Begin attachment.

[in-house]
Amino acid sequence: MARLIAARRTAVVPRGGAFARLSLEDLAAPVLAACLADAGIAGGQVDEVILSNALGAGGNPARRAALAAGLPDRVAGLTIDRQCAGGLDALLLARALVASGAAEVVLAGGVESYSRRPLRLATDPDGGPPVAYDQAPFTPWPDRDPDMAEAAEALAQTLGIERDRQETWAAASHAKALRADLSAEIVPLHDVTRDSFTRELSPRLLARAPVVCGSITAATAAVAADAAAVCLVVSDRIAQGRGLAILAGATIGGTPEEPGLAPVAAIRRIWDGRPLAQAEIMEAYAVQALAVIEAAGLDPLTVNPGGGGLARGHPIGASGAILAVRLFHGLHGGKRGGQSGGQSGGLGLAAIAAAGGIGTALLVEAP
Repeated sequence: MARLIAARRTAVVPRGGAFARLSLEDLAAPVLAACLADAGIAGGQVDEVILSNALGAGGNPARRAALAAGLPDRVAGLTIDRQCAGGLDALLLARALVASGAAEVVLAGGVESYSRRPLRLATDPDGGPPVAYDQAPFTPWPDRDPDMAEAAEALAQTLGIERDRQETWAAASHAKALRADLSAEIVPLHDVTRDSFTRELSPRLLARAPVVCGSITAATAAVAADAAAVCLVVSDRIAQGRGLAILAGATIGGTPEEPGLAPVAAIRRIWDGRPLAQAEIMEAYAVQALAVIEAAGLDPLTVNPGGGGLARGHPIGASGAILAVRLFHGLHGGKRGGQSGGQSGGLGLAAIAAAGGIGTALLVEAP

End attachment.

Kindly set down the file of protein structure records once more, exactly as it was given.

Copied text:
[in-house]
Amino acid sequence: MARLIAARRTAVVPRGGAFARLSLEDLAAPVLAACLADAGIAGGQVDEVILSNALGAGGNPARRAALAAGLPDRVAGLTIDRQCAGGLDALLLARALVASGAAEVVLAGGVESYSRRPLRLATDPDGGPPVAYDQAPFTPWPDRDPDMAEAAEALAQTLGIERDRQETWAAASHAKALRADLSAEIVPLHDVTRDSFTRELSPRLLARAPVVCGSITAATAAVAADAAAVCLVVSDRIAQGRGLAILAGATIGGTPEEPGLAPVAAIRRIWDGRPLAQAEIMEAYAVQALAVIEAAGLDPLTVNPGGGGLARGHPIGASGAILAVRLFHGLHGGKRGGQSGGQSGGLGLAAIAAAGGIGTALLVEAP
Repeated sequence: MARLIAARRTAVVPRGGAFARLSLEDLAAPVLAACLADAGIAGGQVDEVILSNALGAGGNPARRAALAAGLPDRVAGLTIDRQCAGGLDALLLARALVASGAAEVVLAGGVESYSRRPLRLATDPDGGPPVAYDQAPFTPWPDRDPDMAEAAEALAQTLGIERDRQETWAAASHAKALRADLSAEIVPLHDVTRDSFTRELSPRLLARAPVVCGSITAATAAVAADAAAVCLVVSDRIAQGRGLAILAGATIGGTPEEPGLAPVAAIRRIWDGRPLAQAEIMEAYAVQALAVIEAAGLDPLTVNPGGGGLARGHPIGASGAILAVRLFHGLHGGKRGGQSGGQSGGLGLAAIAAAGGIGTALLVEAP